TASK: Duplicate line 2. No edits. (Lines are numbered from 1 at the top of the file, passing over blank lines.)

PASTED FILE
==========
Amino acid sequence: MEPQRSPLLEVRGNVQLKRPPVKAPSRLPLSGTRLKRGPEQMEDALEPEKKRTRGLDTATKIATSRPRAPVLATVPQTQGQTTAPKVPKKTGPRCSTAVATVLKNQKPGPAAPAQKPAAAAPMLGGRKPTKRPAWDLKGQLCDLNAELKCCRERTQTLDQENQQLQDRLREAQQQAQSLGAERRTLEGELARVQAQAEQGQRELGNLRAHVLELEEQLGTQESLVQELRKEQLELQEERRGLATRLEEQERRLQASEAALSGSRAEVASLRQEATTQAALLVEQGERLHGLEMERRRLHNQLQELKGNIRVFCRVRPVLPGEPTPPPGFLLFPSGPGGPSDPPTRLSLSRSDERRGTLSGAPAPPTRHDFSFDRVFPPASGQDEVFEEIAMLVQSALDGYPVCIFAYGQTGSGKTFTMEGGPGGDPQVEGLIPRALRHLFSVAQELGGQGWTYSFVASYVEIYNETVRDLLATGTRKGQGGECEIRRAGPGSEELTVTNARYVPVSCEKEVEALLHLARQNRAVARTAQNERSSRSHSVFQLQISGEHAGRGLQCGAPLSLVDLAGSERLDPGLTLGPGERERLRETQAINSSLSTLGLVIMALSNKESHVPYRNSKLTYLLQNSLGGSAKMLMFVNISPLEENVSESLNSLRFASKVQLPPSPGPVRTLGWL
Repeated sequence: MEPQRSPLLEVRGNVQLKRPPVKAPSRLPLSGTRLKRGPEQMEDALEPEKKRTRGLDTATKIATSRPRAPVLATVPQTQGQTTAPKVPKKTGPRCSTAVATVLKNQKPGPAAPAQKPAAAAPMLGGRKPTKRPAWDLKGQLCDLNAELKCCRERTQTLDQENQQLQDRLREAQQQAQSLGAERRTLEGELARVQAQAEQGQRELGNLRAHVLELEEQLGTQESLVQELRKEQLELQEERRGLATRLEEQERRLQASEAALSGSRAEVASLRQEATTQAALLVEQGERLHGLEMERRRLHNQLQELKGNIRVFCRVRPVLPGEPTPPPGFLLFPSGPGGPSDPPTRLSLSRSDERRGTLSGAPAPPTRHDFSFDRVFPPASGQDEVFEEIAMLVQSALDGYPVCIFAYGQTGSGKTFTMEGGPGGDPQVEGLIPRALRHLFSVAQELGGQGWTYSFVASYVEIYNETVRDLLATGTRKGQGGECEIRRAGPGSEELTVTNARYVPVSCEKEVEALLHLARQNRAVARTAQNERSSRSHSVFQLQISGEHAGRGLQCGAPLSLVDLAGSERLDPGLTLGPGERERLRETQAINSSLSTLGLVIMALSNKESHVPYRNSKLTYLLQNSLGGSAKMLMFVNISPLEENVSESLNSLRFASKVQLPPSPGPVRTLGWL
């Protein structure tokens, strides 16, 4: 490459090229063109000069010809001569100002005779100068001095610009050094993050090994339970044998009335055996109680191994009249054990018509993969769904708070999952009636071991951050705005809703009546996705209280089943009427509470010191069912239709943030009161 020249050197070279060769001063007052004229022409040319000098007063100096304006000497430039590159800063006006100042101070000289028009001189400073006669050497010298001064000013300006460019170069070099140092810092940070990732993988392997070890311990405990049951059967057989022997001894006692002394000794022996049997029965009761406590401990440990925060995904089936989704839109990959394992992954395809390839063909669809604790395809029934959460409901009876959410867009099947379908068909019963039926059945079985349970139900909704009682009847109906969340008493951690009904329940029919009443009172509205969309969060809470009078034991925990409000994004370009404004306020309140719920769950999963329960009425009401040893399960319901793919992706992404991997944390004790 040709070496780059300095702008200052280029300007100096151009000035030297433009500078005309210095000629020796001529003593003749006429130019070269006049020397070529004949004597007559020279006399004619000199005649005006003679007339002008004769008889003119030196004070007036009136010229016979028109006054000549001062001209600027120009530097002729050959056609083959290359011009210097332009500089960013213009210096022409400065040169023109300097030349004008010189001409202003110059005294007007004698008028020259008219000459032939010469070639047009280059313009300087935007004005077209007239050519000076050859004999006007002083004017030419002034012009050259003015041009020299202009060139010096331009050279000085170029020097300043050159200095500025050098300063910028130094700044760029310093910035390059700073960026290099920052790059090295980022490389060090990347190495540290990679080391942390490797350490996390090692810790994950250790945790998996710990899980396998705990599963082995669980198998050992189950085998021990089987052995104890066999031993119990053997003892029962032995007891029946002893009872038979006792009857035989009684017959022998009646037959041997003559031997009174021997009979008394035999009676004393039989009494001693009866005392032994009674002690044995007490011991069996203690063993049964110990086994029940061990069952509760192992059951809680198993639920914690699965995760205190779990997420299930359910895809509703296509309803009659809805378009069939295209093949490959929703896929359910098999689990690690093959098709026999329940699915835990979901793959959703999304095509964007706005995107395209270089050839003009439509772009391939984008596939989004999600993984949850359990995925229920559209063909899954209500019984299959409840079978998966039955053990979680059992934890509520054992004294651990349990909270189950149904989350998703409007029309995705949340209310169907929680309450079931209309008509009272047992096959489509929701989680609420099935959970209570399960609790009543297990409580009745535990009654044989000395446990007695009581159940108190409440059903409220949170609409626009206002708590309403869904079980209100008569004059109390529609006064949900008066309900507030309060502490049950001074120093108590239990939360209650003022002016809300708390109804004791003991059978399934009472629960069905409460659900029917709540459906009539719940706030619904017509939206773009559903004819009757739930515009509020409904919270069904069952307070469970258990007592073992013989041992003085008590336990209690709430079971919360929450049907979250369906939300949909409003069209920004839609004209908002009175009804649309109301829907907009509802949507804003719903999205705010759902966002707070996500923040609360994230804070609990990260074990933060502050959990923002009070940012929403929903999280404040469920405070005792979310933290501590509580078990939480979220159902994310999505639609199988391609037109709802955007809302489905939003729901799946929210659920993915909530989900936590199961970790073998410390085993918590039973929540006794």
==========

Repeated sequence: MEPQRSPLLEVRGNVQLKRPPVKAPSRLPLSGTRLKRGPEQMEDALEPEKKRTRGLDTATKIATSRPRAPVLATVPQTQGQTTAPKVPKKTGPRCSTAVATVLKNQKPGPAAPAQKPAAAAPMLGGRKPTKRPAWDLKGQLCDLNAELKCCRERTQTLDQENQQLQDRLREAQQQAQSLGAERRTLEGELARVQAQAEQGQRELGNLRAHVLELEEQLGTQESLVQELRKEQLELQEERRGLATRLEEQERRLQASEAALSGSRAEVASLRQEATTQAALLVEQGERLHGLEMERRRLHNQLQELKGNIRVFCRVRPVLPGEPTPPPGFLLFPSGPGGPSDPPTRLSLSRSDERRGTLSGAPAPPTRHDFSFDRVFPPASGQDEVFEEIAMLVQSALDGYPVCIFAYGQTGSGKTFTMEGGPGGDPQVEGLIPRALRHLFSVAQELGGQGWTYSFVASYVEIYNETVRDLLATGTRKGQGGECEIRRAGPGSEELTVTNARYVPVSCEKEVEALLHLARQNRAVARTAQNERSSRSHSVFQLQISGEHAGRGLQCGAPLSLVDLAGSERLDPGLTLGPGERERLRETQAINSSLSTLGLVIMALSNKESHVPYRNSKLTYLLQNSLGGSAKMLMFVNISPLEENVSESLNSLRFASKVQLPPSPGPVRTLGWL